If you're a fan of these three yeast-bread characteristics, you're going to LOVE this loaf!
Malted wheat flakes (wheat berries slow-baked to bring out their sugars, then sliced and flattened) are a key ingredient. They add nubbly texture and a subtle touch of caramelized sweetness to the bread.
Can you substitute traditional rolled oats? Sure; but you'll lose that distinctive flavor and texture, as oats will simply blend right into the loaf, rather than add the very slight crunch characteristic of malted wheat flakes.
My suggestion? Spring for the malted wheat flakes.
What makes whole-grain breads rise, and gives them delightfully chewy texture? That would be our highest-protein flour: Sir Lancelot, checking in at 14.2% protein (compared to our bread flour, at 12.7%; and our all-purpose flour, at 11.7%).
In this particular loaf, which includes a significant amount of whole grains, a tablespoon of vital wheat gluten enhances the rise even more - especially if you substitute all-purpose flour for Lancelot.
Malted wheat flakes are a classic British ingredient, key in their Granary Bread. Crunchier and darker than rolled oats, and slightly sweet, they can be used in place of oats in many recipes.
Finally, for you whole-grain aficionados, our new 9-Grain Flour Blend – high-protein wheat flour, plus Sustagrain® barley, rye, oats, amaranth, quinoa, millet, sorghum, and teff, all milled to a baking-friendly, fine-flour consistency – is a great way to add fiber to your bread.
OK, let's get started.
Put the following in a bowl:
3 cups (12 3/4 ounces) Sir Lancelot Unbleached Hi-Gluten Flour or King Arthur Unbleached All-Purpose Flour
2 cups (8 1/4 ounces) 9-Grain Flour Blend
1 cup (4 ounces) malted wheat flakes
1 tablespoon vital wheat gluten
2 1/2 teaspoons salt
1 teaspoon instant yeast
2 1/4 cups cool water
Stir, then use your hands (or a stand mixer) to mix up a sticky dough.
Continue to work the dough enough to incorporate all the flour, or beat for several minutes in a stand mixer.
Scrape the sticky dough into the center of the bowl; pick it up (a dough scraper is a big help), spray the bowl with non-stick vegetable oil spray, and lay the dough back in the bowl. If you need your mixing bowl for other things, put the dough in a lightly greased container.
Cover the bowl, and let the dough rest at room temperature for about 8 to 16 hours; overnight is fine.
It'll become bubbly and rise quite a bit, before falling back; so be sure your bowl is large enough.
Look at that gluten at work - it's a beautiful thing! You never kneaded this dough, but the long, slow rise allowed the gluten to develop on its own.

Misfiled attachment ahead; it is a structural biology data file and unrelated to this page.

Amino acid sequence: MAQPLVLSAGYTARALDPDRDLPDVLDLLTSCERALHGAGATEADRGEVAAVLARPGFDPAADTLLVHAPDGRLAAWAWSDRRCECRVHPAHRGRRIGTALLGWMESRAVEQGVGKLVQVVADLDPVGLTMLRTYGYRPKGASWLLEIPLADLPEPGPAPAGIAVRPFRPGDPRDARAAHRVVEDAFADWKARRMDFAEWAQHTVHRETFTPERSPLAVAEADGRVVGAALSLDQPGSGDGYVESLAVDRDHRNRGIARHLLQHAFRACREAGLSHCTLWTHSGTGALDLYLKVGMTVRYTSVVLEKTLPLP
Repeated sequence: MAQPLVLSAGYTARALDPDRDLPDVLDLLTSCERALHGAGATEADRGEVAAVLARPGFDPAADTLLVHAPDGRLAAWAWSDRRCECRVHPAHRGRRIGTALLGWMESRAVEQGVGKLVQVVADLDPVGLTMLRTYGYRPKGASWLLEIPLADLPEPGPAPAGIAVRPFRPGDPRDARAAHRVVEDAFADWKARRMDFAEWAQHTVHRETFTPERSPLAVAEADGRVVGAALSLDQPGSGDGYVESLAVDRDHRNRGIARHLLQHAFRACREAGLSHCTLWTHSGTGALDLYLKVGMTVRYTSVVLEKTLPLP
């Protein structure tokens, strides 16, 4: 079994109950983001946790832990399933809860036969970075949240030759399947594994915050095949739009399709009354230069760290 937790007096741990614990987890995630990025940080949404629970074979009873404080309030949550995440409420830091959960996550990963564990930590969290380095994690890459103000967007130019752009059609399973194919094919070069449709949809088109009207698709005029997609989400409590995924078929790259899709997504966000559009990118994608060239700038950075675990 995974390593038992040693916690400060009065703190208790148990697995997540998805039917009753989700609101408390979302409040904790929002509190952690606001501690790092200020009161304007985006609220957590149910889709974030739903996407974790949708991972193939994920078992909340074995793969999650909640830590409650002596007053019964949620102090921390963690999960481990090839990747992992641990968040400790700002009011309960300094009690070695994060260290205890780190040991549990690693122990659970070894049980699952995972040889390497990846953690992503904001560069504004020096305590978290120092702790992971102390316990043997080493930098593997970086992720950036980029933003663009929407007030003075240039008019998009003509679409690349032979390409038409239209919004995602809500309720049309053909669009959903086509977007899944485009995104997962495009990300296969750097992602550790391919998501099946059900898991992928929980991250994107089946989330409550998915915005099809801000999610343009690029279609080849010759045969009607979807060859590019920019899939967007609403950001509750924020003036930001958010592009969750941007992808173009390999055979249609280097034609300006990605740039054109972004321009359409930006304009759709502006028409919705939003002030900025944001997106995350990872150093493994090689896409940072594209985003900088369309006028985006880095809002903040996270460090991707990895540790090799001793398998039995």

Turn the dough out onto a lightly floured surface.
To make a single loaf, choose a 14" to 15" long covered baker; a 9" x 12" oval deep casserole dish with cover; or a 9" to 10" round bread baking crock. Spray your chosen pan with non-stick vegetable oil spray; Everbake is our favorite.
To make two loaves, lightly grease (or line with parchment) a large baking sheet.
Shape the dough to fit the pan.
For two loaves, divide dough in half, shape each into an oval loaf, and place on the prepared baking sheet.
Nestle the dough into the pan, patting it into the corners.
Cover and let rise at room temperature for about 1 hour.
The dough will become puffy, and will fill the pan about 3/4 full.
If baking in a lidded crock or pan that directs you to place the pan in a cold oven, place the pan in the oven, set the oven temperature to 450°F, and bake the bread for 45 to 50 minutes.
Remove the lid and continue to bake for another 5 to 15 minutes, until the bread is deep brown, and an instant-read thermometer inserted into the center registers about 205°F.
To bake in a pan that doesn't require starting in a cold oven, preheat the oven to 450°F, and bake for about 45 to 50 minutes, removing the lid of the pan after 30 minutes.
For two loaves on a baking sheet, bake in a preheated 450°F oven for 35 to 40 minutes, until bread is a deep, golden brown, and the center registers about 205°F.
The finished loaf will be a deep, golden brown. This loaf decided to shred on its own, meaning I probably should have slashed it before putting it into the oven. Live and learn. No problem; looks don't affect taste.
See the crust's soft sheen? That's from baking the bread in a covered baker. Moisture from the loaf's interior migrates out and is captured in the baker, where it becomes steam. And steam reacts with the starch in flour to create shine.
It's hard, but please wait till it's cooled to slice; slicing hot bread tends to make it gummy. Patience is a virtue!
Read, rate, and review (please) our recipe for Malted Wheat Flake Bread.